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Members of the Anglican Church march at World Pride 2014 in Toronto. Photo by Tom Evers/Courtesy of Proud Anglicans

Anglicans at a crossroads

They will vote on same-sex marriage at their General Synod in July. The consequences could be far-reaching.

By Michael Coren

It’s going to be a busy summer for the Anglican Church of Canada. In July, the General Synod meets and one of the most divisive issues will be a motion from the Synod itself proposing to reform the marriage canon to include same-sex couples. In other words, Canadian Anglican churches being allowed — but not compelled — to conduct same-gendered marriages. To pass, it will need a two-thirds majority in all three orders — bishops, clergy and laity — and this result would have to be repeated at the next Synod in three years time. So if all goes well, by 2019 Canadian Anglicans will be able to marry gay couples.

But they won’t. It will be virtually impossible to get all three orders to achieve the required majority. The order of bishops, who are avowed to guard church unity, have already stated they are unlikely to support the motion. So if equal marriage is to progress within Canadian Anglicanism, another approach will have to be found.

Whether or not the Anglican Church of Canada adopts gay marriage matters. There are around a million Canadians who self-identify as Anglicans with perhaps half that number active in the parishes, making it the third largest denomination in the country, after the Roman Catholic Church and The United Church of Canada.

Right now, a working compromise has allowed certain churches to at least bless same-gendered unions. Typically, the bishop must consent, the couple must be civilly married and at least one person in the couple must be baptized. In 2002, Bishop Michael Ingham of New Westminster Diocese became the first to consent to same-sex blessings — amid much controversy. As of 2013, 11 of 30 dioceses allowed this, with varying numbers of parishes within each diocese performing the ceremony.

Yet even a non-legally binding blessing doesn’t meet with everyone’s approval, which is surprising because on so many subjects this is a progressive, welcoming and intelligently tolerant church. We won’t know until July’s vote exactly how divided the church is on gay marriage. Anglican Church Archbishop and Primate Fred Hiltz recently estimated that a third of bishops are in support, a third in opposition and a third on the fence. Among parishioners, there may well be strongholds of support in British Columbia, Toronto, Niagara and Ottawa but, as with so many other institutions, the urban doesn’t reflect the entire country.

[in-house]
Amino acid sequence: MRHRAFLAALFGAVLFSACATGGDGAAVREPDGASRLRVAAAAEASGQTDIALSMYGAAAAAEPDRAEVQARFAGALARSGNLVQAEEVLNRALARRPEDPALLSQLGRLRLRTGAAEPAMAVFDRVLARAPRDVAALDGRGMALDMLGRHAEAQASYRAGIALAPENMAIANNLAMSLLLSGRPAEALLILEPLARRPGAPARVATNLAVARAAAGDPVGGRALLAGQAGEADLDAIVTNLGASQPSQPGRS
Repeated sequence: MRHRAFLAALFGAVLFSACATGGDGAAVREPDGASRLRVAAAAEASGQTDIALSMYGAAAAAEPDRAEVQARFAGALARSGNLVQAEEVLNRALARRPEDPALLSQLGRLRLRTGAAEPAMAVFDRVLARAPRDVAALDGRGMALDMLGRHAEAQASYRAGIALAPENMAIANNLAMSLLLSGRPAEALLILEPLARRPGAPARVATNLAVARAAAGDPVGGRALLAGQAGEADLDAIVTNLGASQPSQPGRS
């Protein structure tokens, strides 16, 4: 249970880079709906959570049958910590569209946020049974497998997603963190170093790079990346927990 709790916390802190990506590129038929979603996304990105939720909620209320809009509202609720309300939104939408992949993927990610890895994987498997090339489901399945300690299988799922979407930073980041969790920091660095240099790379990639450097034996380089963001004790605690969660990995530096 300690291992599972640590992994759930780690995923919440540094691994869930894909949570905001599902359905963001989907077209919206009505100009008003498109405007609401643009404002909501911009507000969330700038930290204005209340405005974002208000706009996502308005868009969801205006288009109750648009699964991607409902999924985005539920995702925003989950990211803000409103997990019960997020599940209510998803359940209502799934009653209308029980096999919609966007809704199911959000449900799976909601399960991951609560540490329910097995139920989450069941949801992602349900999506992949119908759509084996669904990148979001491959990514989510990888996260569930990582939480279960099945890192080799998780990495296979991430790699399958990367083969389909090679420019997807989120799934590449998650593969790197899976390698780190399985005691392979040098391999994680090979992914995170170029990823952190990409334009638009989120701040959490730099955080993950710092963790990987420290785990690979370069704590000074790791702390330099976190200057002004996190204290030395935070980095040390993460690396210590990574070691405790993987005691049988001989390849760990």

So why the resistance to what so many Canadian Christians regard as a self-evident example of God’s love and an extension of basic human rights? The United Church, for example, began blessing same-sex unions in the early 1990s and endorsed gay marriage in 2003, two years before it was legalized in Canada.

The explanation is complex. The global Anglican Church was originally built upon the co-existence of Catholic and reformed, high church and evangelical, conservative and liberal. While there remain heartfelt divisions between various factions of the 85 million-strong denomination today, that tension has produced some of the finest theologians and Christian witness of the past five centuries. It’s a fertile theological symbiosis when it works. Alas, sometimes it doesn’t.

So what would happen within the global Anglican Communion if the Canadian church were to adopt same-sex marriage? Anglicans in this country need only look south of the border to find out. The Episcopal Church, the branch of Anglicanism in the United States, caused a stir in 2003 when it made Gene Robinson, an openly non-celibate homosexual, a bishop. More provocation ensued last June, when the Episcopal Church, at its General Convention, voted to allow equal marriage.

This past January, the 38 primates representing the 38 provinces (or regions) of the global Anglican Communion gathered in Canterbury, U.K., and made their displeasure known, voting overwhelmingly “that for a period of three years The Episcopal Church no longer represent us on ecumenical and interfaith bodies, should not be appointed or elected to an internal standing committee and that while participating in the internal bodies of the Anglican Communion, they will not take part in decision making on any issues pertaining to doctrine or polity.” (Though the vote was conducted in-camera, it appears that only the Americans themselves, Canada and New Zealand voted against the motion.)

The primates’ statement, however, has no legislative authority. The Anglican Communion is a fellowship rather than a top-down hierarchy, so nobody can be kicked out or suspended. And much to their dismay, the conservative factions can’t even stop the Americans (or the Canadians) from showing up to their meetings — except by boycotting those same meetings themselves, which is precisely what is happening. Prior to the April meeting of the Anglican Consultative Council, archbishops from Kenya, Uganda and Nigeria stated they would boycott until “Godly order is restored.”

In response to the primates’ January statement, the Most Rev. Michael Curry, Presiding Bishop and Primate of the Episcopal Church, wrote: “This is not the outcome we expected, and while we are disappointed, it’s important to remember that the Anglican Communion is really not a matter of structure and organization. The Anglican Communion is a network of relationships that have been built on mission partnerships; relationships that are grounded in a common faith; relationships in companion diocese relationships; relationships with parish to parish across the world; relationships that are profoundly committed to serving and following the way of Jesus.”

This is important. As much as Curry might be stung by what happened, he continues to emphasize that the American church is Anglican and is part of the wider, international Anglican Communion.